Vol.2 (Non-Fiction, 1888-1994) of the Catalogue's 2000 edition
|Subject||British film history|
|1973 (1st ed.), 1986 (2nd ed.), 2000 (3rd ed.)|
The British Film Catalogue is a reference book compiled by Denis Gifford (1927–2000) listing every film made in Britain, including feature films, shorts, information films and student films. For each of more than 14,000 consecutively numbered chronological title entries, information listed includes major credits (director, producer, writer, original author), production company, distributor, actors and actresses, role names, running time, censors’ certificate, genre and a brief plot. It has an alphabetical index cross-referencing each title to its chronological number.
There existed no central register or other complete archive of films made in the UK, and Gifford sought to address this with the Catalogue.
The 2000 edition of the work, written by Gifford but published shortly after his death, was a two-volume reference work, separating fiction (1895-1994) and non-fiction (1888-1994). The 1973 and 1986 editions were published as single volumes.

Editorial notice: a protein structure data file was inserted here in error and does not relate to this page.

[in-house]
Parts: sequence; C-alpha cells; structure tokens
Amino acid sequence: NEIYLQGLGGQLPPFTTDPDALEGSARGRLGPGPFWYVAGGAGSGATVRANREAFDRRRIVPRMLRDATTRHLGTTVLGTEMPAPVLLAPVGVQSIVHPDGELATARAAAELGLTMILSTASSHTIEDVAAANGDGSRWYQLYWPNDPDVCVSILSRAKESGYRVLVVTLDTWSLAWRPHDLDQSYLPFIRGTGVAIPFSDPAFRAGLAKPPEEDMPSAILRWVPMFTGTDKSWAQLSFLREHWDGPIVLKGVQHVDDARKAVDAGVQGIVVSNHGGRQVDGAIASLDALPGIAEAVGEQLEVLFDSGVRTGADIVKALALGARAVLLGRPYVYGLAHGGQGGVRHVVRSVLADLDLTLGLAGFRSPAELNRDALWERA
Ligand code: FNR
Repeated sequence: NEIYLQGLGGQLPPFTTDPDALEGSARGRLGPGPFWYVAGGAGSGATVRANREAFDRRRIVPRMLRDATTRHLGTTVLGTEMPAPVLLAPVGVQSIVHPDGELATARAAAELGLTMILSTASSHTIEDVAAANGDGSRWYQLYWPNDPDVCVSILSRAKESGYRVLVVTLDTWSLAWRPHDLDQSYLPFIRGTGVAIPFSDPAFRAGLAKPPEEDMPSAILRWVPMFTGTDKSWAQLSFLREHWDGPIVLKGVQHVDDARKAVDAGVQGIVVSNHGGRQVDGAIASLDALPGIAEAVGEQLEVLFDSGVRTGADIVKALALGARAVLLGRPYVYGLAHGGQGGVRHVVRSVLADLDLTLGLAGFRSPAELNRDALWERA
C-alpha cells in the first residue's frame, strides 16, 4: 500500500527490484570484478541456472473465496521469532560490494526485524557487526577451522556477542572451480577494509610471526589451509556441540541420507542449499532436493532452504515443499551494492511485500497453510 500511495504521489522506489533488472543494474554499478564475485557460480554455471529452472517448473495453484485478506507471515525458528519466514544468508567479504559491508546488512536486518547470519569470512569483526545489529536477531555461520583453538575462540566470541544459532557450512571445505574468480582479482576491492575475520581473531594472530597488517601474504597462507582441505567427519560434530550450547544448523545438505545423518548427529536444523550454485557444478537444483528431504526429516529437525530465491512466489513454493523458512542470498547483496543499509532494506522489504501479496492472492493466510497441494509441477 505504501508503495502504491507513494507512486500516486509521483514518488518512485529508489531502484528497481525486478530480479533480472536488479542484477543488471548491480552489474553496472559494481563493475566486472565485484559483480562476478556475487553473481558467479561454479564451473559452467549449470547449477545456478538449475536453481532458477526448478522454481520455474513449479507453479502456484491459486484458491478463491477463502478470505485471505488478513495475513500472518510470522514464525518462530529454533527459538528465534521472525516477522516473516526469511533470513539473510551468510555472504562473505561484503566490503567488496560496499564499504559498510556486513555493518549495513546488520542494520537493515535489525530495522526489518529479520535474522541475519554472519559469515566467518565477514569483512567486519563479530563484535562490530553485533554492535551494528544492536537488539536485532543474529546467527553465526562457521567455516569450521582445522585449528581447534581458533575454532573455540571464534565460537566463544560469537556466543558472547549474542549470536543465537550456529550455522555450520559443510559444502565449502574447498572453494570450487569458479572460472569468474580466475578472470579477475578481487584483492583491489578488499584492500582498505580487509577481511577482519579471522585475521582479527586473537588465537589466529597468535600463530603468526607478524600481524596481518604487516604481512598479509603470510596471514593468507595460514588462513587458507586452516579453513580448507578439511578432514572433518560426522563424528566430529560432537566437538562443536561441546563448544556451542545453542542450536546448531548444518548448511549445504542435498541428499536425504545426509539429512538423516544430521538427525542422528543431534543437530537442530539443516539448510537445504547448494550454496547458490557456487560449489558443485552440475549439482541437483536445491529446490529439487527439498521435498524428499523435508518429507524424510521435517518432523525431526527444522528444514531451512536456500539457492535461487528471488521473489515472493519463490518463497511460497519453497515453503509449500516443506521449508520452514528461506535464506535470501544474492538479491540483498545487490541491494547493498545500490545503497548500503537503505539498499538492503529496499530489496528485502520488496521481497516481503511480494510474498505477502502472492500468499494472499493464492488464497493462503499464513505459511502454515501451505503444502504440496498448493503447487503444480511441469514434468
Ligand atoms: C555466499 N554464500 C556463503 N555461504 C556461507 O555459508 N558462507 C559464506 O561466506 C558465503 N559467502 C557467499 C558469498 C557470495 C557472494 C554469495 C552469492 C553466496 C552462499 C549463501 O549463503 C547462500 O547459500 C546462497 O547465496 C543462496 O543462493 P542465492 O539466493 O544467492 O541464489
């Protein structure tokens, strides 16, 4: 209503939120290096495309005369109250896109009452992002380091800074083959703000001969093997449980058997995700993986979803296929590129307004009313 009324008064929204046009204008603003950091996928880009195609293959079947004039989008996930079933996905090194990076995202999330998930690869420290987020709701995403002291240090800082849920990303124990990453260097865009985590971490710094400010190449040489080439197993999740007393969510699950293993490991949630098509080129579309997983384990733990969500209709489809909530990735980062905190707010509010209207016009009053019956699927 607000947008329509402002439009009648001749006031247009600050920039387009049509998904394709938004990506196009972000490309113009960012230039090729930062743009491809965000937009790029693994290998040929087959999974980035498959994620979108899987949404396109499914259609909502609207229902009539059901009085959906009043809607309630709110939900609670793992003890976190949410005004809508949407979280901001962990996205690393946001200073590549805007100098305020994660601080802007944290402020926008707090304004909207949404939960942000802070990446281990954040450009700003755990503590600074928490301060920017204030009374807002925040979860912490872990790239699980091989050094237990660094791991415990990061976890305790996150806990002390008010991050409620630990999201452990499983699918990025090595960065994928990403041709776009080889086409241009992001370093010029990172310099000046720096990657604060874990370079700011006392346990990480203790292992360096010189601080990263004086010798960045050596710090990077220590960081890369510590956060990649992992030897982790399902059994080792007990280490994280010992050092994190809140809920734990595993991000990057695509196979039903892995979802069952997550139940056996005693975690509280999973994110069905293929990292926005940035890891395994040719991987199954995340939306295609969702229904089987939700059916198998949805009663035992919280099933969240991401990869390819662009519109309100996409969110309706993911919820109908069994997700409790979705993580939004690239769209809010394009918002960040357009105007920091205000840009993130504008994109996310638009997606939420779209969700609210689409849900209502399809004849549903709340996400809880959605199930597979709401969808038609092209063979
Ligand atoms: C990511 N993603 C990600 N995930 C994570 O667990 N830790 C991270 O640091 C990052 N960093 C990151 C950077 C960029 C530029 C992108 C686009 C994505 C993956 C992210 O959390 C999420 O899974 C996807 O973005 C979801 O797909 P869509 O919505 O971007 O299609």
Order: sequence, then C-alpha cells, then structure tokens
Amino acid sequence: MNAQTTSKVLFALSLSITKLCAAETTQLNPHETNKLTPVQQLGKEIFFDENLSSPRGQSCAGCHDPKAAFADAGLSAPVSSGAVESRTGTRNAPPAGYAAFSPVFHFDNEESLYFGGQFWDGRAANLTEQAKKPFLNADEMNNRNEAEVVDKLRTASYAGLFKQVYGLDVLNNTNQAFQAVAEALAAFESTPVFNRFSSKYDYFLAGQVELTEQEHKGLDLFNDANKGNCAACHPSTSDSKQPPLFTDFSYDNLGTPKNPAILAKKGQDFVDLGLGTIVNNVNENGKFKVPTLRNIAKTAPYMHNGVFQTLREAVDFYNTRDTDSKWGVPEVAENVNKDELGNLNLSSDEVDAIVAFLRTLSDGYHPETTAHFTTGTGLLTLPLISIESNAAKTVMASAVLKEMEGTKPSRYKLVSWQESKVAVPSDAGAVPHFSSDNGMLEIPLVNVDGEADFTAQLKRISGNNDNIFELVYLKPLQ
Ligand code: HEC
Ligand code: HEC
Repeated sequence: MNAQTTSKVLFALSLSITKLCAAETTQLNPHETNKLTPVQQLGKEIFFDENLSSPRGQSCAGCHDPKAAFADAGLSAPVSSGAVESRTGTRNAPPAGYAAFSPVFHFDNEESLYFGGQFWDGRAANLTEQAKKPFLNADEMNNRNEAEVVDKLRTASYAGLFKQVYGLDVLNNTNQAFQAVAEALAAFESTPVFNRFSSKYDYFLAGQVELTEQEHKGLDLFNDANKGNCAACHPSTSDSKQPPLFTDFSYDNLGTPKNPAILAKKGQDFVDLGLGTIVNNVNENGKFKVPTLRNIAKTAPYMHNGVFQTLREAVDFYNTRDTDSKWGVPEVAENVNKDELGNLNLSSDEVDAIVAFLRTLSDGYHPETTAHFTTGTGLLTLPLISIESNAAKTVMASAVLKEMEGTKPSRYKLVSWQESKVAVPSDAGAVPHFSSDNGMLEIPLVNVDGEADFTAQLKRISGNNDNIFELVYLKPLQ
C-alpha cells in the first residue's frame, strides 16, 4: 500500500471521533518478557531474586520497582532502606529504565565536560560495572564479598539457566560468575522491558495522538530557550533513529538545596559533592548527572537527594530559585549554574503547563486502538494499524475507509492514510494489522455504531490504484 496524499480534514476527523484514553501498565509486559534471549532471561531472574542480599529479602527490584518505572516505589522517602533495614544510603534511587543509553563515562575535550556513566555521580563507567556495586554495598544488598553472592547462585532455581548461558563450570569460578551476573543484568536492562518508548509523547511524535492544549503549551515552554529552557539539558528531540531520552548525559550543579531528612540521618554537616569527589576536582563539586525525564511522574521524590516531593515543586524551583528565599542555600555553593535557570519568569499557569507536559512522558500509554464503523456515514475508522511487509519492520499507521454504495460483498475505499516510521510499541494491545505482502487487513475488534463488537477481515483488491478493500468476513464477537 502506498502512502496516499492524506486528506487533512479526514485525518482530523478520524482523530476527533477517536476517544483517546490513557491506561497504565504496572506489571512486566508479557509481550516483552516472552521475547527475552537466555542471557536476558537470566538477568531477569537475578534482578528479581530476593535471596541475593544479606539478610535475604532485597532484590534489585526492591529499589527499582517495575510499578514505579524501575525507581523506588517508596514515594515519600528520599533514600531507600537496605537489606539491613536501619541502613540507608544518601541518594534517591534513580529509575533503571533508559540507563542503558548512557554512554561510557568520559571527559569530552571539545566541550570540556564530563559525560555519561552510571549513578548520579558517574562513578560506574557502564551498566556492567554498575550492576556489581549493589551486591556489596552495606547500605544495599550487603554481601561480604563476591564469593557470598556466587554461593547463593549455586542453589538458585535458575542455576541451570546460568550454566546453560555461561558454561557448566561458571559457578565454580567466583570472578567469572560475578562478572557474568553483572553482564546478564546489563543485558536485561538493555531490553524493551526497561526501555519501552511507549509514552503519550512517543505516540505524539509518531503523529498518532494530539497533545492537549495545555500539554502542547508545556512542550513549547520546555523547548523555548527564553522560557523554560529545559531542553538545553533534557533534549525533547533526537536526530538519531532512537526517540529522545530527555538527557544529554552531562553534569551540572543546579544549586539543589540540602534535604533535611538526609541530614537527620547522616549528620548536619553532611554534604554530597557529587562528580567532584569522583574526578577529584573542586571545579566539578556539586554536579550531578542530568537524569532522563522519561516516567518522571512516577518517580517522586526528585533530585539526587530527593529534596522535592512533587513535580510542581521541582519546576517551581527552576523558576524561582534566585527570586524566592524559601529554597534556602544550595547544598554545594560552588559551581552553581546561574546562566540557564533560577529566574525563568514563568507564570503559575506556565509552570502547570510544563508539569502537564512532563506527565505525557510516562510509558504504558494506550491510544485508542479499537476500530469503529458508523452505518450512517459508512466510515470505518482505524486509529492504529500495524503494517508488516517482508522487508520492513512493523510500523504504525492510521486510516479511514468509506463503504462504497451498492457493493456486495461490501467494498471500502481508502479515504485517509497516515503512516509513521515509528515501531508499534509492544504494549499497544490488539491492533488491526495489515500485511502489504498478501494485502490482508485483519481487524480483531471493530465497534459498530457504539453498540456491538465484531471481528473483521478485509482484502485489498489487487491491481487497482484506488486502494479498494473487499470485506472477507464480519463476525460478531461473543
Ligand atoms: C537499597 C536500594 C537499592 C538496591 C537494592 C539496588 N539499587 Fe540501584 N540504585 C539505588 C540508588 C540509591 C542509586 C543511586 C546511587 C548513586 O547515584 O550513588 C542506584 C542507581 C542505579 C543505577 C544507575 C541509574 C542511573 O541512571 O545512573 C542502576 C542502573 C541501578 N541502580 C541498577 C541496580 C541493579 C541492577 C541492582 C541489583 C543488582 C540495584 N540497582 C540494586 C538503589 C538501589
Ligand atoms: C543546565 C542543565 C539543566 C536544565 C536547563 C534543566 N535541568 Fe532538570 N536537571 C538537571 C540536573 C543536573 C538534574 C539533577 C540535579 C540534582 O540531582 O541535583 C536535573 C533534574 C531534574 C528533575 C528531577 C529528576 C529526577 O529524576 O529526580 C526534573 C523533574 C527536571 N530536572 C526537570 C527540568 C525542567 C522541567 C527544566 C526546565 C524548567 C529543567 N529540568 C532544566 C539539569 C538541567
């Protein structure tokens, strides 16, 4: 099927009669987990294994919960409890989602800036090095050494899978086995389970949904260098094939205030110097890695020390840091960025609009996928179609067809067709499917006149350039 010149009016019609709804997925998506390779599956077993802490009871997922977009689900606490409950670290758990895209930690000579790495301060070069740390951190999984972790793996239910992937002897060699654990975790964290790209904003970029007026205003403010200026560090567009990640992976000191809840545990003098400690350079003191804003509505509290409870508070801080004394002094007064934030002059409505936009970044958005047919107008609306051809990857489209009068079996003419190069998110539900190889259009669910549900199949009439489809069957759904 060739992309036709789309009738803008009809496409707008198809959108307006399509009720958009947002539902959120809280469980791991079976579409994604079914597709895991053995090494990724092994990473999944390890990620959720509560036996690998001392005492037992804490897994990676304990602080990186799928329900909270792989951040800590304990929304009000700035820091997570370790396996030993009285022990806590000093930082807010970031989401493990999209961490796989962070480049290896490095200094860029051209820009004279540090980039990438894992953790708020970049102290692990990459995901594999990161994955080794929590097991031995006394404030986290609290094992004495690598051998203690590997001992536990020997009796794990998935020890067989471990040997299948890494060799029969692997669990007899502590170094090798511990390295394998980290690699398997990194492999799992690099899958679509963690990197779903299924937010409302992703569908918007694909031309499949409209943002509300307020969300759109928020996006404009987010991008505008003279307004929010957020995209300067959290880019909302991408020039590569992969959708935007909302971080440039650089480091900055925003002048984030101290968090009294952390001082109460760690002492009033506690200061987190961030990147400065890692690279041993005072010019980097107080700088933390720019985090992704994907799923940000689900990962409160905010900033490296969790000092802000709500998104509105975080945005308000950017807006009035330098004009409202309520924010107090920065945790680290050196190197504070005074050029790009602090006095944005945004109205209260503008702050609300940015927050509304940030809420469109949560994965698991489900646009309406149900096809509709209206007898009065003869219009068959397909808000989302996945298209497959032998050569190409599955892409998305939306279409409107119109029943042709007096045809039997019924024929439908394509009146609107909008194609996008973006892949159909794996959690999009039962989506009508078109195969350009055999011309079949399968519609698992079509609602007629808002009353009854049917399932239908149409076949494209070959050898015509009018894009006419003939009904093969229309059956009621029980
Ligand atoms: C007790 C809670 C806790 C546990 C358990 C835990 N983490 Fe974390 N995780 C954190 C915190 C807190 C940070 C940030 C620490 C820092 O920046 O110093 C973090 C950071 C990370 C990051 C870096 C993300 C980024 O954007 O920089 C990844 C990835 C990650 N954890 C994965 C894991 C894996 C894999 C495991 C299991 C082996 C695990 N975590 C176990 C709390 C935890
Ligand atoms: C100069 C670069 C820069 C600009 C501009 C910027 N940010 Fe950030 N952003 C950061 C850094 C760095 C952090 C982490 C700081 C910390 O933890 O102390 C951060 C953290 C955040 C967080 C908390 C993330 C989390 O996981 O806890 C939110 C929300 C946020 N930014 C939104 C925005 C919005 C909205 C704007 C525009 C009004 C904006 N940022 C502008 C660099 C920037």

In order to compile the first edition of the work, Gifford spent twenty years meticulously searching through back copies of trade newspapers and tracking down directors who had retired years before.
The Catalogue was selected by the British Library's Curator of Moving Image as his choice in a Sight & Sound magazine shortlist of the best ever film books: "The nearest we have to a British national filmography was created not by any institute or university but by one man."
Along with the work of other early film archivists and chroniclers, Gifford's work in relation to the Film Catalogue was praised by Leslie Halliwell in the 1976 introduction to the first edition of Halliwell's Film Guide: "I salute especially the work of Leonard Maltin, James Robert Parish, Denis Gifford, Douglas Eames and the unsung anonymous heroes who compiled the reviews of the BFI's Monthly Film Bulletin during the fifties and sixties."
The work is a highly respected reference source in film history, recommended by the British Library and Yale University Library.